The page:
“Stan & Ollie” is showing at the Michigan Theatre in Ann Arbor through mid-February.
By Andrew Warrick
Photo via Sony Picture Classics
“Stan & Ollie” begins in the late 1930s, when the comedy duo Stan Laurel and Oliver Hardy were in their prime. It starts with one long intoxicating shot, like “Birdman,” through a classic Hollywood studio. It’s masterfully done and fully realizes the glitz of Hollywood. After these opening minutes of glamour, though, the movie cuts to the pair’s decline a little over a decade later.
After this jump, director Jon S. Baird steers more conventionally and never returns to that awe-inspiring feeling from the first scene. Laurel and Hardy are no longer the in-demand superstars they once were, and their relationship is beginning to show some cracks. The two men decide to take a tour through England in order to raise money and awareness for a movie that could regain at least some of their lost fame. They both want to return to their glory and see the tour as their last chance. It was the only gig they could get. Sadly, the crowds for their shows are tiny, and they have to fight the increasing fear that their time in the limelight has passed.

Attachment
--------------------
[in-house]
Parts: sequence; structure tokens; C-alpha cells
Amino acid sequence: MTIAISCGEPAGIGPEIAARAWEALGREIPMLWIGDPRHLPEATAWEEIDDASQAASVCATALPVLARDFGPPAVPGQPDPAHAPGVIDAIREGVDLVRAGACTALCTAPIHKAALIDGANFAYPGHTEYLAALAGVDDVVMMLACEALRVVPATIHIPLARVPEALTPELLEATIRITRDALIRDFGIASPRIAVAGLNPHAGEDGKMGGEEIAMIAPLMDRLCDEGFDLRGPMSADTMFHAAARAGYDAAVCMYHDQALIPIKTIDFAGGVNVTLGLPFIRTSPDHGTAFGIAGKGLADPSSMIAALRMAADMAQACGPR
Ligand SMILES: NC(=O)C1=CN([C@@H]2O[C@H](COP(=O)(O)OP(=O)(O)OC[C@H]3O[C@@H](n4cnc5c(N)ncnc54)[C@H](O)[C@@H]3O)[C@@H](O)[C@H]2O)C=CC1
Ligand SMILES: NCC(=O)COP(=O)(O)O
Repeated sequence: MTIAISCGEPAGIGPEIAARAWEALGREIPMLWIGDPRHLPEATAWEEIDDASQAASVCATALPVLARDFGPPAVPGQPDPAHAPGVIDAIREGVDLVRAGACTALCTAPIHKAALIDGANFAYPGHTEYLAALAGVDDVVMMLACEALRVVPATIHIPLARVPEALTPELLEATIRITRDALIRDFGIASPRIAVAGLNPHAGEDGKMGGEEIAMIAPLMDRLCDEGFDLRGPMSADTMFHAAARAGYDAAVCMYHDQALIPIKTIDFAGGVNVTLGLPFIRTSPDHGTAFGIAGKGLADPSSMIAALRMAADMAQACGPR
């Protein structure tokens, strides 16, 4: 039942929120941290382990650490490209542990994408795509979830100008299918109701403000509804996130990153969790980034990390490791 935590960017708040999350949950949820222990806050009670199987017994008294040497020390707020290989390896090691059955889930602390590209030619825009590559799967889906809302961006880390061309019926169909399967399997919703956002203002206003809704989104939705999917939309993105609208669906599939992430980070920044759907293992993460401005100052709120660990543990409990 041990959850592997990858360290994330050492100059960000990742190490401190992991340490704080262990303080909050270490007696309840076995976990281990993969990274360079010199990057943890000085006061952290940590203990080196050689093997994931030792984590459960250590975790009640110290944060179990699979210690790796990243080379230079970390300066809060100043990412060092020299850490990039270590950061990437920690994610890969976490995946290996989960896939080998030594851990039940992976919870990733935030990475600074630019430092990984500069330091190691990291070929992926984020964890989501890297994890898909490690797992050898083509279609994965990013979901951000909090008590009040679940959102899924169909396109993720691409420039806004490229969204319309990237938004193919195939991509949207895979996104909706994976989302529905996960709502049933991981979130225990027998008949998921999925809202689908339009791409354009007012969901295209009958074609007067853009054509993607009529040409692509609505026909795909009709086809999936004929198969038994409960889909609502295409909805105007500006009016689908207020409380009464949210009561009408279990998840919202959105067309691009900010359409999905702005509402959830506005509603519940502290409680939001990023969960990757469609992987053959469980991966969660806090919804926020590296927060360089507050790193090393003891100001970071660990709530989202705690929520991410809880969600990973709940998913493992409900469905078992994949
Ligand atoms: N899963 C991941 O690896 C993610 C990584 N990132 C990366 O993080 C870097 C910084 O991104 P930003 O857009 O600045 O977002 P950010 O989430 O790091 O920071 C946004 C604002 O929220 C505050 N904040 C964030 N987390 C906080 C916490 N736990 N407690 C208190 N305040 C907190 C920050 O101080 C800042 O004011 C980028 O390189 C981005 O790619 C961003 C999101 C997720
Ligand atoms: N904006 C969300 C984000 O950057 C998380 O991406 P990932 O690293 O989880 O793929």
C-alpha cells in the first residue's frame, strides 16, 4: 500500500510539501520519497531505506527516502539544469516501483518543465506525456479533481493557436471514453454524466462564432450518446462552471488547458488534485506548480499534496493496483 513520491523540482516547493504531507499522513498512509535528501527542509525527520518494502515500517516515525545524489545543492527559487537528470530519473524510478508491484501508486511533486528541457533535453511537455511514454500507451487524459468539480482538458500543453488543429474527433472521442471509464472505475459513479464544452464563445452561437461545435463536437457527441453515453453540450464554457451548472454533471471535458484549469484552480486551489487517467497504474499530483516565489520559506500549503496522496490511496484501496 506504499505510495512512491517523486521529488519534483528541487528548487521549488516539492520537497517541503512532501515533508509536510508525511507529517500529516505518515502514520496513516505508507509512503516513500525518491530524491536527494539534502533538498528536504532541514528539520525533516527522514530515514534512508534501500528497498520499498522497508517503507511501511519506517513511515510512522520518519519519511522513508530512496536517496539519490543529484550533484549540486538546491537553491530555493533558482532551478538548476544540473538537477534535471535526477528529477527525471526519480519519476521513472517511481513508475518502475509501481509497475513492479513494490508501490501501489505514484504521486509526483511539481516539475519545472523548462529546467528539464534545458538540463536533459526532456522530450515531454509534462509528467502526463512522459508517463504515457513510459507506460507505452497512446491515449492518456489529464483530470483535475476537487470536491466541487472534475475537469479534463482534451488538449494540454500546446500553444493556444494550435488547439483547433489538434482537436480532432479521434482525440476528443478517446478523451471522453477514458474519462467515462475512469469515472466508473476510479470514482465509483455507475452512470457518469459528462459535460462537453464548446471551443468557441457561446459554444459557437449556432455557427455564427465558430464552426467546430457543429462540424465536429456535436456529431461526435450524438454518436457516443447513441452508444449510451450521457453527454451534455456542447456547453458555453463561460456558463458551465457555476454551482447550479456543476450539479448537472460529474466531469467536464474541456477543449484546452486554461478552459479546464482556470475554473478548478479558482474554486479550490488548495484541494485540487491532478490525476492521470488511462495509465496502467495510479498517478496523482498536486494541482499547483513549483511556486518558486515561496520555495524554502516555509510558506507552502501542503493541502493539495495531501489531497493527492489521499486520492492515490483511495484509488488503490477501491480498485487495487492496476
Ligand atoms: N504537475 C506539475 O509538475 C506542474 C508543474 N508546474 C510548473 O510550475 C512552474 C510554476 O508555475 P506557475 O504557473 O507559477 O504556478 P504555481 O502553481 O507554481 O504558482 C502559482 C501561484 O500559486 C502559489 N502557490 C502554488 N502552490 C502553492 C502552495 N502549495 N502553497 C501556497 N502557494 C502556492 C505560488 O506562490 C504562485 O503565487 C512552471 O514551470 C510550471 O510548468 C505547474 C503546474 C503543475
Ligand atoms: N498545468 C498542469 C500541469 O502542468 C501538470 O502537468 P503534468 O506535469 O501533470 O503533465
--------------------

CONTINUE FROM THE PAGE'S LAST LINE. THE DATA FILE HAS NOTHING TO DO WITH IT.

Steve Coogan and John C. Reilly perfectly embody these characters. Both the uninformed and the biggest Laurel and Hardy fans will find them both uproarious and emotionally affecting. A charming highlight are the painstaking recreations of Laurel and Hardy’s performances. The movie even gives life to an unfilmed, final project, which is a treat. It’s a masterful imaging of their work and has enough authenticity and charm to keep it from being an imitation.
The script does make use of some typical “buddy comedy” clichés and slapstick that becomes tedious. Yet it’s hard to fault it for being conventional when it hits almost all the right emotional and comedic notes. Coogan and Reilly turn what could have been run of the mill to something much more. Though nothing new, “Stan and Ollie” is a heartfelt, hilarious story about aging and friendship.
“Stan & Ollie”
603 E. Liberty St., Ann Arbor
Showing through at least Feb. 14
Andrew Warrick is a student at the University of Michigan. He is majoring in creative writing and history, and is a part of the Residential College. He also leads the RC’s Creative Writing Forum. When not watching movies, he loves hanging out with friends, especially in the spectacular Ann Arbor, becoming addicted to novels, and listening to Bowie records. Some of his favorite movies are “Cloud Atlas,” “The Man Who Fell to Earth,” “Twin Peaks: The Return,” “The Grand Budapest Hotel” and “Alien.”